Stranded manatee rescued on Marco Island waters after getting stuck during low tide
Florida Fish and Wildlife Conservation Commission staff and volunteers rescued a stranded manatee on Marco Island waters on Monday.
FWC seabird biologist Brittany Piersma was on Tigertail Lagoon when she saw a 10-foot-long, 900-pound female manatee stranded during low tide in the morning of Aug. 24, wrote Jean Hall, seabird steward.
Piersma immediately called the FWC Wildlife Alert Hotline. Piersma and Hall poured water over the manatee using a bucket and covered it with a sheet to protect it from the sun.
FWC Officer Jessica Conroy later arrived to assist the duo but they all had to temporarily leave the manatee by itself due to severe weather, Piersma wrote. When it was safe they headed back to the scene, this time with FWC's Marine Mammal Rescue unit members Hada Herring, Emily Davidson and Megan Krzewinski.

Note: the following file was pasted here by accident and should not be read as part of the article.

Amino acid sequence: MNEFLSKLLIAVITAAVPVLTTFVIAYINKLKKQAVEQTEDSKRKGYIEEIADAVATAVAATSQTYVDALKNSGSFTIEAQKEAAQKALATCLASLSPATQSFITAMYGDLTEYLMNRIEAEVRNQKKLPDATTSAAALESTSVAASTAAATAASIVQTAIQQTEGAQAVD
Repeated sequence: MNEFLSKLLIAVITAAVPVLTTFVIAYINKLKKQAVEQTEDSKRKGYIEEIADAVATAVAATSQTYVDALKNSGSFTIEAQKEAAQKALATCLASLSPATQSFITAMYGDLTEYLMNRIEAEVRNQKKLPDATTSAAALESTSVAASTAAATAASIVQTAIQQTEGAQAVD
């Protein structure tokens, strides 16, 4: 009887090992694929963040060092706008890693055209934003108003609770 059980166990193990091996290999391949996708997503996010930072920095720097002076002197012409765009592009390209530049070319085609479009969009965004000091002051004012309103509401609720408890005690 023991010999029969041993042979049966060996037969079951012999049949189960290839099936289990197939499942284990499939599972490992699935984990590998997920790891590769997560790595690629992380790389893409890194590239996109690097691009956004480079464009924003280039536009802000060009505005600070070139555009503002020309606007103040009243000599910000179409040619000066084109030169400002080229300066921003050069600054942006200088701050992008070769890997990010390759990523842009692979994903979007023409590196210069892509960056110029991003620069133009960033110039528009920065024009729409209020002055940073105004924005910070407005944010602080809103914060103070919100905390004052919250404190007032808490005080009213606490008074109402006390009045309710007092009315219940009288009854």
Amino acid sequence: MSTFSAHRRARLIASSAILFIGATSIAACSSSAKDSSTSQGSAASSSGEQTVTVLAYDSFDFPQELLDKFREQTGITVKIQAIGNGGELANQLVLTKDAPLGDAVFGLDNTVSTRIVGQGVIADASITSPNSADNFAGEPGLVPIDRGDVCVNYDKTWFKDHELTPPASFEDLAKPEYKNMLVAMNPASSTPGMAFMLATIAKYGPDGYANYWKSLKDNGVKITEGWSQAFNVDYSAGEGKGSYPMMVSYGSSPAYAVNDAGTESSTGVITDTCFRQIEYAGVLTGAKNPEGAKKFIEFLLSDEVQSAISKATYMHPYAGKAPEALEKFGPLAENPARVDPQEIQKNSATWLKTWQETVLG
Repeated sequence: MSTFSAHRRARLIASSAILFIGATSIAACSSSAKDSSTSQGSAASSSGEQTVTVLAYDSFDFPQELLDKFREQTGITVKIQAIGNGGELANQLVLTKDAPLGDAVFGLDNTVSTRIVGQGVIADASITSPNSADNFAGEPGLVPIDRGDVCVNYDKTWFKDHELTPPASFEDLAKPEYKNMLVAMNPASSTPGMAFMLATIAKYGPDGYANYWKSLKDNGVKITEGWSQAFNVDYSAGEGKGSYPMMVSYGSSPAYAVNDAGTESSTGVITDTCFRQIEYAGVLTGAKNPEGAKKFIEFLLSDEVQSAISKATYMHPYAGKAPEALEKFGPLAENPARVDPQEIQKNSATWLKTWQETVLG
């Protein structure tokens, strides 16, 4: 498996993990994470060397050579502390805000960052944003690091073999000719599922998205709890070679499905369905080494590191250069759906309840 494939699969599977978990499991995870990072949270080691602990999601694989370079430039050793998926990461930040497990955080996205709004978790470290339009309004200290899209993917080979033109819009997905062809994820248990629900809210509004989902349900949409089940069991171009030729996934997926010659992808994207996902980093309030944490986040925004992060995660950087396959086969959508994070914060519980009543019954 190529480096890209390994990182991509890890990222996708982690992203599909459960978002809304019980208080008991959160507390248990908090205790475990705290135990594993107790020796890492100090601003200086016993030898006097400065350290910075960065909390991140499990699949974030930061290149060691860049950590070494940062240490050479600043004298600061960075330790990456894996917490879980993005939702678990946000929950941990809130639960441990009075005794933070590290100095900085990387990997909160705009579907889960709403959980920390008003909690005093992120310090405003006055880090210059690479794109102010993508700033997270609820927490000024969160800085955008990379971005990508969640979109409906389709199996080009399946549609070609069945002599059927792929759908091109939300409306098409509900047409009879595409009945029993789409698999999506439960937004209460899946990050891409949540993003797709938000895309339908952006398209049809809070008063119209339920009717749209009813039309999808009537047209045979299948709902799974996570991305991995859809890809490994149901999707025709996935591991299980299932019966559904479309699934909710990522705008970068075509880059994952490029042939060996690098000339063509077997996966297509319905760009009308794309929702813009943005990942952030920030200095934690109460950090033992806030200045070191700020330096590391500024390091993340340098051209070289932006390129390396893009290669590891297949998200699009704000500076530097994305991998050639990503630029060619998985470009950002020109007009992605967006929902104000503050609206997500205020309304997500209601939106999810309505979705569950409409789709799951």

The unit analyzed the manatee and made the decision to wait until the water levels rose to see if it could move by itself, Piersma wrote. Around 4 p.m., six hours after she first spotted the manatee, it slowly was able to move to deeper waters.
"We walked the lagoon with her until we knew she was well on her way toward the Gulf," Piersma wrote. "Seeing her swim away was a happy ending to a long day."
A tidally stranded manatee occurs when manatees are in shallow areas and the tide recedes, leaving the manatee on sandbanks like this one, wrote Carol Lyn Parrish, spokesperson with FWC.
"Never push back a stranded marine mammal back out to sea if found stranded on the beach," Parrish wrote. "If you see a marine mammal in distress, you should contact FWC immediately so trained professionals can assess the animal and give it the medical attention it may need."
If you spot a stranded manatee, please call FWC's Wildlife Alert hotline: 1-888-404-FWCC (1-888-404-3922).